It could also go that when the Big Two start to rise, indies will up their game and everyone wins.

[quote=“KandorLives, post:2, topic:5493”]
Here’s a question, if the market was like this in the 70s do you really think Jack Kirby would have done his Fourth World stories at DC instead of Image?[/quote]

The problem with this is that back in the 70s, comics were still considered “kid’s stuff” and indies were essentially underground with poor circulation. I’m not sure even Kirby could have changed that much had a viable independent alternative been available. Would Jack have taken some of his stuff indie if he had the chance? Maybe. Would it have been successful? Maybe not.


#4

I think it would be more encouraging if there was a flood of new readers coming in for books aside from Walking Dead and Saga, rather than (I’m guessing) a lot of the same recycled Big Two readers from the last decade.

There are definitely quantity vs quality issues right now, particularly coming from Image, and a signal-to-noise ratio that could be hurting the whole trend. It used to be you could pick up one of these titles and be guaranteed a good chance at quality. As that chance decreases it hurts everyone. Line-wide quality is a rising tide that lifts all ships—Marvel and DC seem to forget this lesson every 8 years or so, and Image is losing sight of it now. The other thing this does is make everything look kind of samey.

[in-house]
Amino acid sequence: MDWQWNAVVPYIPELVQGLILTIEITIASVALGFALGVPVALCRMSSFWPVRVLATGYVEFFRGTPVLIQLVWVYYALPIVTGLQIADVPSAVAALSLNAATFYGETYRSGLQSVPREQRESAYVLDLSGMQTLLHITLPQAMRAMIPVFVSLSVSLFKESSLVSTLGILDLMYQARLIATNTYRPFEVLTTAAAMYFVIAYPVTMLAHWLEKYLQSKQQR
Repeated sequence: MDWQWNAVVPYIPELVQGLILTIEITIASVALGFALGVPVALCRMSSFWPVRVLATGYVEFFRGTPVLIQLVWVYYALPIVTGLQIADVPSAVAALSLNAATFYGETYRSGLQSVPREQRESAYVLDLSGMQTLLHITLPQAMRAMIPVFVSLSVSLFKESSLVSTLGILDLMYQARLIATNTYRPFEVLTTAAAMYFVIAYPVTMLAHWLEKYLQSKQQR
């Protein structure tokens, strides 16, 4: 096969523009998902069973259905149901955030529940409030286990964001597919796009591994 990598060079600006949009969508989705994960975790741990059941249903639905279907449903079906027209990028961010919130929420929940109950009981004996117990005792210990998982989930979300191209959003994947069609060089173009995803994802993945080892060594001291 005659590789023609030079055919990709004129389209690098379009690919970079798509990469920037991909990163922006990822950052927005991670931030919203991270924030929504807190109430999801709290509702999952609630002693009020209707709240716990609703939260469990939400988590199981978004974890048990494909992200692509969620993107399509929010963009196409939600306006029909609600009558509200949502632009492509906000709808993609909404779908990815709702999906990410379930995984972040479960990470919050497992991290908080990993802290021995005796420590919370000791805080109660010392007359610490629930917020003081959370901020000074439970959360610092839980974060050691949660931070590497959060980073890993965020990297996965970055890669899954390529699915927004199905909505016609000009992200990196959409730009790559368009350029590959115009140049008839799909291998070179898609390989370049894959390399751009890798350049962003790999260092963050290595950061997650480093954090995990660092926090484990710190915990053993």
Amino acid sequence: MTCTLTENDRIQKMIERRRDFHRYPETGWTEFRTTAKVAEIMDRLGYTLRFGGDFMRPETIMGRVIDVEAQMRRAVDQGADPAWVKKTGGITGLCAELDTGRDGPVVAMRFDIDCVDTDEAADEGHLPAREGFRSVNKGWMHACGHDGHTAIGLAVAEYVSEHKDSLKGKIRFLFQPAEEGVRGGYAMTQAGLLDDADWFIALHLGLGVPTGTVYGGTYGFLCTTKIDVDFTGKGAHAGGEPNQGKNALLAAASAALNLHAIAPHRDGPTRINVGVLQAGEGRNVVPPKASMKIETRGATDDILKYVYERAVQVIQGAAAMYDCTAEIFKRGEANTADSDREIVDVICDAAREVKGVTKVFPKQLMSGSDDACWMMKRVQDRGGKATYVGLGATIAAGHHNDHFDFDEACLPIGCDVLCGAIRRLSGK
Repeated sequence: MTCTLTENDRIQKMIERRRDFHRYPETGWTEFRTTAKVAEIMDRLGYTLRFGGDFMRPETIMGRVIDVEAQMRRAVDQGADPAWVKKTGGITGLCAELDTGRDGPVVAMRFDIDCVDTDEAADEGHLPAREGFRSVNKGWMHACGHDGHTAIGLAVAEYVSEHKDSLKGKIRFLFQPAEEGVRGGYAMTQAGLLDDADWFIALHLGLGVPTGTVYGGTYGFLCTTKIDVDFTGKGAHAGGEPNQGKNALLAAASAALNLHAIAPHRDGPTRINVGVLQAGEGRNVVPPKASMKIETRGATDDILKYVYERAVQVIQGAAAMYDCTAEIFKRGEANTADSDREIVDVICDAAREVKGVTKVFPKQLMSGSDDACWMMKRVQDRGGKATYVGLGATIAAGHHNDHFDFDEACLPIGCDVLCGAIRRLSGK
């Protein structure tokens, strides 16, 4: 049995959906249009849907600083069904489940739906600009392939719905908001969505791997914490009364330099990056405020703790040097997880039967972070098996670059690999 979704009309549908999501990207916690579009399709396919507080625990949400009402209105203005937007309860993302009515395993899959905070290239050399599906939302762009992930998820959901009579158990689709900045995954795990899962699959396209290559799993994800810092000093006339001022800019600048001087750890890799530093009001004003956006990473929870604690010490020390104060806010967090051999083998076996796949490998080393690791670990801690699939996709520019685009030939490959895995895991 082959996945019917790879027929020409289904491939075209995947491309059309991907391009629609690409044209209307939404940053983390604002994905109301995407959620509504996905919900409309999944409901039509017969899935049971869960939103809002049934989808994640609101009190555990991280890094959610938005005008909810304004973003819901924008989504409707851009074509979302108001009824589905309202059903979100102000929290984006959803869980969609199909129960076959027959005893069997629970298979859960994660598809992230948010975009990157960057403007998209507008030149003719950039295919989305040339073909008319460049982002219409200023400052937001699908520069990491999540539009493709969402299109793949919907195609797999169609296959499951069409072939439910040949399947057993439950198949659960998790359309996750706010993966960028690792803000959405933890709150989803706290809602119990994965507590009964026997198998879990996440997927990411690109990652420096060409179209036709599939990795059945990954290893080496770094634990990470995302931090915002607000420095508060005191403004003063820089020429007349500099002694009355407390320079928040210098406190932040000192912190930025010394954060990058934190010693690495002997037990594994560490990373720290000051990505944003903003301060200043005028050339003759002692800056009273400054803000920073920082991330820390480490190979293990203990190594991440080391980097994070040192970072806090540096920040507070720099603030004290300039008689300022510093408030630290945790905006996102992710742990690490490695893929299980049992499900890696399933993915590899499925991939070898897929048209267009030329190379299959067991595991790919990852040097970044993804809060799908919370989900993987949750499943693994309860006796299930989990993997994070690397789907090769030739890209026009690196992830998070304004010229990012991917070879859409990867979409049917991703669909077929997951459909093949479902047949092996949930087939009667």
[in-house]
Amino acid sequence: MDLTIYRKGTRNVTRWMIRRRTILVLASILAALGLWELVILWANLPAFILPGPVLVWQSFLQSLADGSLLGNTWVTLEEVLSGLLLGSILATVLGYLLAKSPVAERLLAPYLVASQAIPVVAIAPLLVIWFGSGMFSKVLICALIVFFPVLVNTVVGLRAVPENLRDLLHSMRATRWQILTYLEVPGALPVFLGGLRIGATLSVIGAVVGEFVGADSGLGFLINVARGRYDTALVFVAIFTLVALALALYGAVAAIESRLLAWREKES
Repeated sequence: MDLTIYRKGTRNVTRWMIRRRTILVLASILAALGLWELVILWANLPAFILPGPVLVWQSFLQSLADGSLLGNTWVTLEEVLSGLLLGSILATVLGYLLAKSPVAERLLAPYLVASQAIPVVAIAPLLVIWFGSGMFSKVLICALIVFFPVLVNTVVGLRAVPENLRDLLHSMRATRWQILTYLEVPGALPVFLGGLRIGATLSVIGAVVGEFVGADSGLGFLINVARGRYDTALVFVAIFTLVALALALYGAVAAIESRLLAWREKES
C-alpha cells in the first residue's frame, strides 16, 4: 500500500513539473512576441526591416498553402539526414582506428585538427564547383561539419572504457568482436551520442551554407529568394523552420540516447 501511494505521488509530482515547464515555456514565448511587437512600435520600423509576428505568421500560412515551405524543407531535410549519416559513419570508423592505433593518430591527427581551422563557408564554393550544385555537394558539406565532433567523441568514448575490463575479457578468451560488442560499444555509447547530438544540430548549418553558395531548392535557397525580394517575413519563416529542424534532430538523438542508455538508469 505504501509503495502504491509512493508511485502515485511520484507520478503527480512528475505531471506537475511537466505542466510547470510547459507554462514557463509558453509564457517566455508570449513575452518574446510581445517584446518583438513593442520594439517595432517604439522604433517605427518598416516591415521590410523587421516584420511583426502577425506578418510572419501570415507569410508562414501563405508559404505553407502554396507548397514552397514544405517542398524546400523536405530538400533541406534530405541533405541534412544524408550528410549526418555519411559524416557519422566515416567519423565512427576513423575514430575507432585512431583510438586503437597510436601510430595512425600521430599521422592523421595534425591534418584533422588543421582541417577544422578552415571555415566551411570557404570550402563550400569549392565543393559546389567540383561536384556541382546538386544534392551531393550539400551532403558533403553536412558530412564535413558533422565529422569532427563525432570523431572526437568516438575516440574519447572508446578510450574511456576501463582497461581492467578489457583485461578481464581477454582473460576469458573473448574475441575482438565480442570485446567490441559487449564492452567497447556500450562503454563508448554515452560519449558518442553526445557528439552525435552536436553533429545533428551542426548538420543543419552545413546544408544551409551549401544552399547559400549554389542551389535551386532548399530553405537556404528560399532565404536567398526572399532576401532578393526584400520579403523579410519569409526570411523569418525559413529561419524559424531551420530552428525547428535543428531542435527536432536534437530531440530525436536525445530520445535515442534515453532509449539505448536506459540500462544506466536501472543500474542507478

All of this said, I’m not sure “boom” is the right word, and I’m not sure a “bust” is around the corner. The best books should always have an audience and the best concepts should always have Hollywood sniffing around.


#5

It might help to define the boom. Non Marvel and DC single issues have risen like this:

And the trades have risen like this:

Which in total is this:

Revenues have doubled in 7 years for Indie publishers. In that time Marvel have increased by about 30%, DC by only 5%. The increase isn’t just Image (though they’re the biggest factor), IDW, Boom, Dark Horse, Valiant & Avatar have all seen success over the last few years.